We’re hooked on history now.

Many thanks to John Rudge for sending me a copy of the York IS magazine from 1970. It includes some treats, such as a letter back from Peter Sedgwick in New York, a second piece by Sedgwick warning against a default position of assuming that socialists should vote for Labour, Juliet Ash on the women’s liberation movement, and a sympathetic piece by Dave Gibson on skinheads.

It also includes the above song, which although unattributed (“Anon Trad.”), from its humour and themes of  mental illness and (anti-) Stalinism, strikes me as almost certainly by Sedgwick

 

 

Watch with Caution

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alanmurray

Channel Four’s ‘Confessions of a Copper’, to be shown tonight at 10pm, is being advertised with an image of former Inspector Alan Murray once of the Metropolitan police’s Special Patrol Group, who was identified by Commander Cass in his report 1979 as a suspect for the killing of Blair Peach.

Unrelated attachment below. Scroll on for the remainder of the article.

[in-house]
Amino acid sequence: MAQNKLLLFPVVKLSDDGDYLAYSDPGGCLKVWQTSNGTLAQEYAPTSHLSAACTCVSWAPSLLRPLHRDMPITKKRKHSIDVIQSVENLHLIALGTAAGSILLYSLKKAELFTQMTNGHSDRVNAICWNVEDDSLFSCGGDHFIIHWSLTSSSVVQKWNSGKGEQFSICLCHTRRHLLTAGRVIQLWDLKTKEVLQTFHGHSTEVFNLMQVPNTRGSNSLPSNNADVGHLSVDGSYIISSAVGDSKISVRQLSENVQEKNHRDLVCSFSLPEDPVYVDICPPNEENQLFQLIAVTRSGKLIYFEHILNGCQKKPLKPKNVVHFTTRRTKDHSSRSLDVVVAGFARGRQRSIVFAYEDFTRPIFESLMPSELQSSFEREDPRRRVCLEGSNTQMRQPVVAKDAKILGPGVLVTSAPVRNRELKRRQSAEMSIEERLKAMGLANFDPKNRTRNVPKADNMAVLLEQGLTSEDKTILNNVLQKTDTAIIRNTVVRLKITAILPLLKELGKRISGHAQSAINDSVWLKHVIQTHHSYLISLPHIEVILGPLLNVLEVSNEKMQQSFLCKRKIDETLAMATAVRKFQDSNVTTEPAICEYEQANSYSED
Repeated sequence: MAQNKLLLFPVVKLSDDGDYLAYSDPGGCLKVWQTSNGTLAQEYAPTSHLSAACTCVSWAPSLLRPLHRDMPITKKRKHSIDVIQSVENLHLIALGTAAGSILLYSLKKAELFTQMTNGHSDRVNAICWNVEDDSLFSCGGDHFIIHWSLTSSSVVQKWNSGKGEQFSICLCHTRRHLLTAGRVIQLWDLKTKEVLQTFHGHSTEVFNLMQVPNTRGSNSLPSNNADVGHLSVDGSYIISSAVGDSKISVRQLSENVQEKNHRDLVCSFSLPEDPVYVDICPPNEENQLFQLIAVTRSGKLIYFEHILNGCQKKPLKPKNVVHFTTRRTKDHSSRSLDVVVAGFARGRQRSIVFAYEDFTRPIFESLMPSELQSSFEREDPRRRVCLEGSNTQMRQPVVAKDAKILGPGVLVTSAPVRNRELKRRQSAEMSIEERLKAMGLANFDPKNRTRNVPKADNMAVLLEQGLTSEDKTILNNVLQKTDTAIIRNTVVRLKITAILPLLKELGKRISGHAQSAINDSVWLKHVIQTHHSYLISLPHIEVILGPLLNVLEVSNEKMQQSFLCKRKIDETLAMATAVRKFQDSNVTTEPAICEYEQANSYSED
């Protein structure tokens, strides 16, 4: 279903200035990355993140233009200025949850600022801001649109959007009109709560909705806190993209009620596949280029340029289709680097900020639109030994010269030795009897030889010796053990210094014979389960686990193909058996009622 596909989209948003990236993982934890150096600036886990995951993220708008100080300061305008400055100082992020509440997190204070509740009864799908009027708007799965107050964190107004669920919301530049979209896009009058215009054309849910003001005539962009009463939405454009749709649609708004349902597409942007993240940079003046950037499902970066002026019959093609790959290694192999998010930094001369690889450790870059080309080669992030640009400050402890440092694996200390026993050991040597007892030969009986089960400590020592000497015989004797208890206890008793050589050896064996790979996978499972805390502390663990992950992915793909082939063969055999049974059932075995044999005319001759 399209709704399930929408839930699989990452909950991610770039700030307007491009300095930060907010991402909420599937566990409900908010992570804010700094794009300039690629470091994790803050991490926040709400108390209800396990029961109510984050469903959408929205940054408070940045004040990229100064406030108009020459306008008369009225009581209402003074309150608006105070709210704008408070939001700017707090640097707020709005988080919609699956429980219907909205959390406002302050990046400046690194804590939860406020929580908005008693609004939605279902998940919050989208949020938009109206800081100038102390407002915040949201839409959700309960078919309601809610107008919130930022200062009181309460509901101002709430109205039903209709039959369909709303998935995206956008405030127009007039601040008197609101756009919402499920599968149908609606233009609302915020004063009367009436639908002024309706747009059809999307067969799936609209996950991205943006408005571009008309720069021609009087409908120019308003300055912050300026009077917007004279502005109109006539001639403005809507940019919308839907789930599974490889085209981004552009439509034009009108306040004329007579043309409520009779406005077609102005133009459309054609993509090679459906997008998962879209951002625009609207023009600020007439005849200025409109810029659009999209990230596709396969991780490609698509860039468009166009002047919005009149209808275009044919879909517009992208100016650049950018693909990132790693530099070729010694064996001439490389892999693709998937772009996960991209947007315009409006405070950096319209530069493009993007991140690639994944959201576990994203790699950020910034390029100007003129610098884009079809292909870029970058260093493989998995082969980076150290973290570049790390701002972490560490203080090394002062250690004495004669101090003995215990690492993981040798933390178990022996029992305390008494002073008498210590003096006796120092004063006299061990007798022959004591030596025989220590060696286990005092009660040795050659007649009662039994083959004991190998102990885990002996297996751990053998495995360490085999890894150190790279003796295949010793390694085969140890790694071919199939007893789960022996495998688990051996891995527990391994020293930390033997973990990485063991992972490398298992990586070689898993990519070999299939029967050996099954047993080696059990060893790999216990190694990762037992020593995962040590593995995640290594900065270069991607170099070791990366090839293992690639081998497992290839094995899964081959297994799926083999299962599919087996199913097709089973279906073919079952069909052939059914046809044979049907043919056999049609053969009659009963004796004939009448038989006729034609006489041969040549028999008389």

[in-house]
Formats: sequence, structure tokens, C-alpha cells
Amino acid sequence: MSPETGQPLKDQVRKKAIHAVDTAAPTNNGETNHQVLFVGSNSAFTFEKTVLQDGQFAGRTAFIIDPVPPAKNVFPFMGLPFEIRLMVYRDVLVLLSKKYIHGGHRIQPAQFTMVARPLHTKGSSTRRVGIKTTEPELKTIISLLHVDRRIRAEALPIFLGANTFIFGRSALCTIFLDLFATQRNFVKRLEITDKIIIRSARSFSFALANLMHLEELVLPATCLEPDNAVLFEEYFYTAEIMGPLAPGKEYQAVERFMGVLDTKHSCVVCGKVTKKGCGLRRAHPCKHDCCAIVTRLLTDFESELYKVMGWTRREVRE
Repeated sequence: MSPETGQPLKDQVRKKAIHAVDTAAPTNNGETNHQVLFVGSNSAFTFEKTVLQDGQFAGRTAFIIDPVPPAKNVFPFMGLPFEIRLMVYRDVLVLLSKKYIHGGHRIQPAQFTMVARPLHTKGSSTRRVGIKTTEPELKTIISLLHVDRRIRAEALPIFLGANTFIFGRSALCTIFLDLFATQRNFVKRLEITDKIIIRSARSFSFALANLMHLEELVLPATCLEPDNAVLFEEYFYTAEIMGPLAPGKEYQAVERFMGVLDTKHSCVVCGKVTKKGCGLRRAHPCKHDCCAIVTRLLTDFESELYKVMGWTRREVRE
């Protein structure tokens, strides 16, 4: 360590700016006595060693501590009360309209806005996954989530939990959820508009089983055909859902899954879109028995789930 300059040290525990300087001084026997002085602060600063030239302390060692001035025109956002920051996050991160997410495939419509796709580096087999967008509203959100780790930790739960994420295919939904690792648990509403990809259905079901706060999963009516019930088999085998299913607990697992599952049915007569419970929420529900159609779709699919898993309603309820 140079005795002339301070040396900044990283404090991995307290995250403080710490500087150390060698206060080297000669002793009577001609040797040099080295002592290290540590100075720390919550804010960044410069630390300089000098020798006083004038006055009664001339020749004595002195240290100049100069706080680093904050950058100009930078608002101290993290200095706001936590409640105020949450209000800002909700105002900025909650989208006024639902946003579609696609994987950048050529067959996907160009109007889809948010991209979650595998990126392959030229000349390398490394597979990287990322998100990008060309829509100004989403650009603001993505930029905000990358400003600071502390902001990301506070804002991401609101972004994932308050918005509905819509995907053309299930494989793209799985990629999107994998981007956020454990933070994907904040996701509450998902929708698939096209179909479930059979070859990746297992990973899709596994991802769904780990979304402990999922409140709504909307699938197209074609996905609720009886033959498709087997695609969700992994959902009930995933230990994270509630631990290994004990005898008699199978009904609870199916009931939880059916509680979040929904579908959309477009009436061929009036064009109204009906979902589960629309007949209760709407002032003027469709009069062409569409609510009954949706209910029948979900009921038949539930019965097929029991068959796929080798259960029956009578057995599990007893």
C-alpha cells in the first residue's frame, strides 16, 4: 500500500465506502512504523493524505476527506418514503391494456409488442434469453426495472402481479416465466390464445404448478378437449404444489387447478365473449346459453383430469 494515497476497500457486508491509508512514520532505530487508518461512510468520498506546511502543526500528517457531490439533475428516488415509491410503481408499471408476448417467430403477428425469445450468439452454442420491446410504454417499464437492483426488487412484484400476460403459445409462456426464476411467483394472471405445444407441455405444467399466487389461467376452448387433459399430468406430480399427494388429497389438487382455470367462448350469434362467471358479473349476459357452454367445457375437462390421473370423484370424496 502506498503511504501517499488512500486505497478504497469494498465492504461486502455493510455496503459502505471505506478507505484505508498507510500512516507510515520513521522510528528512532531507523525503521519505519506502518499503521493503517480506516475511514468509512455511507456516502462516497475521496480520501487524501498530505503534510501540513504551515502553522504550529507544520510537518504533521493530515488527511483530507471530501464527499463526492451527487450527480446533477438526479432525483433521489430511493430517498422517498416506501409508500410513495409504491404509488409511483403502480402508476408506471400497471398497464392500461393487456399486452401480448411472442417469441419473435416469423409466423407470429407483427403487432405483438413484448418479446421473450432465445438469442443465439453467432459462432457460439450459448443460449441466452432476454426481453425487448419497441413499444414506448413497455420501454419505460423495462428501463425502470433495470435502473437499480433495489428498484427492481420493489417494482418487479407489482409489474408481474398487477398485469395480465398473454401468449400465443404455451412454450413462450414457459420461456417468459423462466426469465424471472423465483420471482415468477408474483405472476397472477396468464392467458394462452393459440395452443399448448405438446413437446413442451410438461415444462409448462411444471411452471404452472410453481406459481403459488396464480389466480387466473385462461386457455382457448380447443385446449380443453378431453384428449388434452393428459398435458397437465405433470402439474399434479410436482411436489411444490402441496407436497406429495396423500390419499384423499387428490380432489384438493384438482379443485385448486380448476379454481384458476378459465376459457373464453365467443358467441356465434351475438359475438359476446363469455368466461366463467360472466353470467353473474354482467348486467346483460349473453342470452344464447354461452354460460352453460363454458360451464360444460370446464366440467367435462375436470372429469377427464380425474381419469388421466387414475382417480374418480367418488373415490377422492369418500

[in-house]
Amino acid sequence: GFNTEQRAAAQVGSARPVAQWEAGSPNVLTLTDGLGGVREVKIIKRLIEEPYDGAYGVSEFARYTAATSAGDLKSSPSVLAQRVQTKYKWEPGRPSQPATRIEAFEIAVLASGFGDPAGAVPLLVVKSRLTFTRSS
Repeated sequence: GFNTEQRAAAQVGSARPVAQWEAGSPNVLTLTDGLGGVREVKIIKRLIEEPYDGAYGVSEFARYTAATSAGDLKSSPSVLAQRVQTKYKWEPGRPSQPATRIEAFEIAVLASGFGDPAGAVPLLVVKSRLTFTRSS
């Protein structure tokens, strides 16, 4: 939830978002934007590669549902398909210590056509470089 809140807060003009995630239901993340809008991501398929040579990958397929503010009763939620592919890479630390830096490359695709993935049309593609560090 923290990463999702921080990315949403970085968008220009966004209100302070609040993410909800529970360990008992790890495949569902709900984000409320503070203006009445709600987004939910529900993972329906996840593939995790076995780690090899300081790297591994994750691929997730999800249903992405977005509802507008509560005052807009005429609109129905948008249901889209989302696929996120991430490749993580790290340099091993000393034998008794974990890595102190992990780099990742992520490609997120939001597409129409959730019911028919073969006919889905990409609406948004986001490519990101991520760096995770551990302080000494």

The OED gives several definitions of confession including, “The disclosing of something the knowledge of which by others is considered humiliating or prejudicial to the person confessing; a making known or acknowledging of one’s fault, wrong, crime, weakness, etc”.

Murray has spoken to the press before, and has always maintained his innocence. It will be interesting to see if he does use this occasion to say anything amounting to a confession.